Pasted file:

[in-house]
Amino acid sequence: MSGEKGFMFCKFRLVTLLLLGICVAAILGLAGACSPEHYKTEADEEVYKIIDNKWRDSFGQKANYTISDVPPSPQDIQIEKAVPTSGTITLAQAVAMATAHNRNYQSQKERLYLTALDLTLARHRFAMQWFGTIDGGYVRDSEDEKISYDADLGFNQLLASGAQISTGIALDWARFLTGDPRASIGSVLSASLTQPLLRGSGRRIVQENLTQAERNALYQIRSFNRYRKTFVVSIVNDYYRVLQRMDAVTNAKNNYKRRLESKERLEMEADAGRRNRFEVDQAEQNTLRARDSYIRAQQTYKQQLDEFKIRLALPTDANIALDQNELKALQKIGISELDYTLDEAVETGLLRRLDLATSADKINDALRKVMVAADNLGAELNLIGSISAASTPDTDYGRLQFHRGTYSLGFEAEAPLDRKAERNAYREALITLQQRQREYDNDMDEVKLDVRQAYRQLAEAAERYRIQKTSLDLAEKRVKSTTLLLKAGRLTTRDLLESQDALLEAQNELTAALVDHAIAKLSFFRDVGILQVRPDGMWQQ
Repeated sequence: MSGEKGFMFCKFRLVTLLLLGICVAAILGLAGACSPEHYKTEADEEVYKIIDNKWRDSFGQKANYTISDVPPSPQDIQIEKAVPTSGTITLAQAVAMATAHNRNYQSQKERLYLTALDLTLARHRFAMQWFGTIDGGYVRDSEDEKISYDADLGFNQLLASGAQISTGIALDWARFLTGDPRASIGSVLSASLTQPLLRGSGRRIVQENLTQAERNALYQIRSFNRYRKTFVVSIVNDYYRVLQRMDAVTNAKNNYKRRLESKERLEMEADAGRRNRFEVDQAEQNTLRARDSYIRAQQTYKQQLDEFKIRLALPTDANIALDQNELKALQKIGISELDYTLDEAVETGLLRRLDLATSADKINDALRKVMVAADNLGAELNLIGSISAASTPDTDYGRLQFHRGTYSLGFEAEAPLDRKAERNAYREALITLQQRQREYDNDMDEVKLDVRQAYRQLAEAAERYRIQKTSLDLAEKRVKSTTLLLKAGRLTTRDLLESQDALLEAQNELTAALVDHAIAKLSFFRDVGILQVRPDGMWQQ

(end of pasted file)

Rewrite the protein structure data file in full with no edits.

[in-house]
Amino acid sequence: MSGEKGFMFCKFRLVTLLLLGICVAAILGLAGACSPEHYKTEADEEVYKIIDNKWRDSFGQKANYTISDVPPSPQDIQIEKAVPTSGTITLAQAVAMATAHNRNYQSQKERLYLTALDLTLARHRFAMQWFGTIDGGYVRDSEDEKISYDADLGFNQLLASGAQISTGIALDWARFLTGDPRASIGSVLSASLTQPLLRGSGRRIVQENLTQAERNALYQIRSFNRYRKTFVVSIVNDYYRVLQRMDAVTNAKNNYKRRLESKERLEMEADAGRRNRFEVDQAEQNTLRARDSYIRAQQTYKQQLDEFKIRLALPTDANIALDQNELKALQKIGISELDYTLDEAVETGLLRRLDLATSADKINDALRKVMVAADNLGAELNLIGSISAASTPDTDYGRLQFHRGTYSLGFEAEAPLDRKAERNAYREALITLQQRQREYDNDMDEVKLDVRQAYRQLAEAAERYRIQKTSLDLAEKRVKSTTLLLKAGRLTTRDLLESQDALLEAQNELTAALVDHAIAKLSFFRDVGILQVRPDGMWQQ
Repeated sequence: MSGEKGFMFCKFRLVTLLLLGICVAAILGLAGACSPEHYKTEADEEVYKIIDNKWRDSFGQKANYTISDVPPSPQDIQIEKAVPTSGTITLAQAVAMATAHNRNYQSQKERLYLTALDLTLARHRFAMQWFGTIDGGYVRDSEDEKISYDADLGFNQLLASGAQISTGIALDWARFLTGDPRASIGSVLSASLTQPLLRGSGRRIVQENLTQAERNALYQIRSFNRYRKTFVVSIVNDYYRVLQRMDAVTNAKNNYKRRLESKERLEMEADAGRRNRFEVDQAEQNTLRARDSYIRAQQTYKQQLDEFKIRLALPTDANIALDQNELKALQKIGISELDYTLDEAVETGLLRRLDLATSADKINDALRKVMVAADNLGAELNLIGSISAASTPDTDYGRLQFHRGTYSLGFEAEAPLDRKAERNAYREALITLQQRQREYDNDMDEVKLDVRQAYRQLAEAAERYRIQKTSLDLAEKRVKSTTLLLKAGRLTTRDLLESQDALLEAQNELTAALVDHAIAKLSFFRDVGILQVRPDGMWQQ